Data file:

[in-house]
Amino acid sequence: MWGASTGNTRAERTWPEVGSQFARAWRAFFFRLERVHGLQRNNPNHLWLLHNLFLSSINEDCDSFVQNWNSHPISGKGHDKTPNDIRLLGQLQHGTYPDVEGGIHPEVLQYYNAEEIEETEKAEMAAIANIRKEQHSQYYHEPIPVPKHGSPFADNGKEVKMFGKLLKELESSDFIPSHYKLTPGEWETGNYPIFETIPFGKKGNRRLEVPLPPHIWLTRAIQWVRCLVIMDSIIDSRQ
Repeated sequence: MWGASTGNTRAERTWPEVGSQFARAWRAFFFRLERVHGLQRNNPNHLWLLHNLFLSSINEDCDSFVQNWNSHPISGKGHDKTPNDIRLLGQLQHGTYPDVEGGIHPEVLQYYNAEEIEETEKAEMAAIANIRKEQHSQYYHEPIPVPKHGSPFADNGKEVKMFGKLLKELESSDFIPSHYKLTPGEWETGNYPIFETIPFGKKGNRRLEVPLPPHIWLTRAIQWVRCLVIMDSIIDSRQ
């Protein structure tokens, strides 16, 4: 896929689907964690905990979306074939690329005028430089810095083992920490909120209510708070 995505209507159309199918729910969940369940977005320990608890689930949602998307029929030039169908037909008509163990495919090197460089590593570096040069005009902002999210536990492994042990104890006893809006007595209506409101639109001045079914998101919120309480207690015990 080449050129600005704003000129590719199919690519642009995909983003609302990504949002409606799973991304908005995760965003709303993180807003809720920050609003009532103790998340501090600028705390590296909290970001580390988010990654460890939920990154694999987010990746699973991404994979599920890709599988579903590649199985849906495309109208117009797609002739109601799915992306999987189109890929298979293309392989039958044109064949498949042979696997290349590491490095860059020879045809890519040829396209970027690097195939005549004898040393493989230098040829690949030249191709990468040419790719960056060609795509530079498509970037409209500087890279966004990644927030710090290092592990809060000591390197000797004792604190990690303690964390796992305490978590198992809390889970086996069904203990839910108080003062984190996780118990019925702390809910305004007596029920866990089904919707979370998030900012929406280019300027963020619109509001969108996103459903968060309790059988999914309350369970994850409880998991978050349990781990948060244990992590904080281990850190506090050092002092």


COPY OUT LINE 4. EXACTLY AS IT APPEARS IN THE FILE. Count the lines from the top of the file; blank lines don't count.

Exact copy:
């Protein structure tokens, strides 16, 4: 896929689907964690905990979306074939690329005028430089810095083992920490909120209510708070 995505209507159309199918729910969940369940977005320990608890689930949602998307029929030039169908037909008509163990495919090197460089590593570096040069005009902002999210536990492994042990104890006893809006007595209506409101639109001045079914998101919120309480207690015990 080449050129600005704003000129590719199919690519642009995909983003609302990504949002409606799973991304908005995760965003709303993180807003809720920050609003009532103790998340501090600028705390590296909290970001580390988010990654460890939920990154694999987010990746699973991404994979599920890709599988579903590649199985849906495309109208117009797609002739109601799915992306999987189109890929298979293309392989039958044109064949498949042979696997290349590491490095860059020879045809890519040829396209970027690097195939005549004898040393493989230098040829690949030249191709990468040419790719960056060609795509530079498509970037409209500087890279966004990644927030710090290092592990809060000591390197000797004792604190990690303690964390796992305490978590198992809390889970086996069904203990839910108080003062984190996780118990019925702390809910305004007596029920866990089904919707979370998030900012929406280019300027963020619109509001969108996103459903968060309790059988999914309350369970994850409880998991978050349990781990948060244990992590904080281990850190506090050092002092």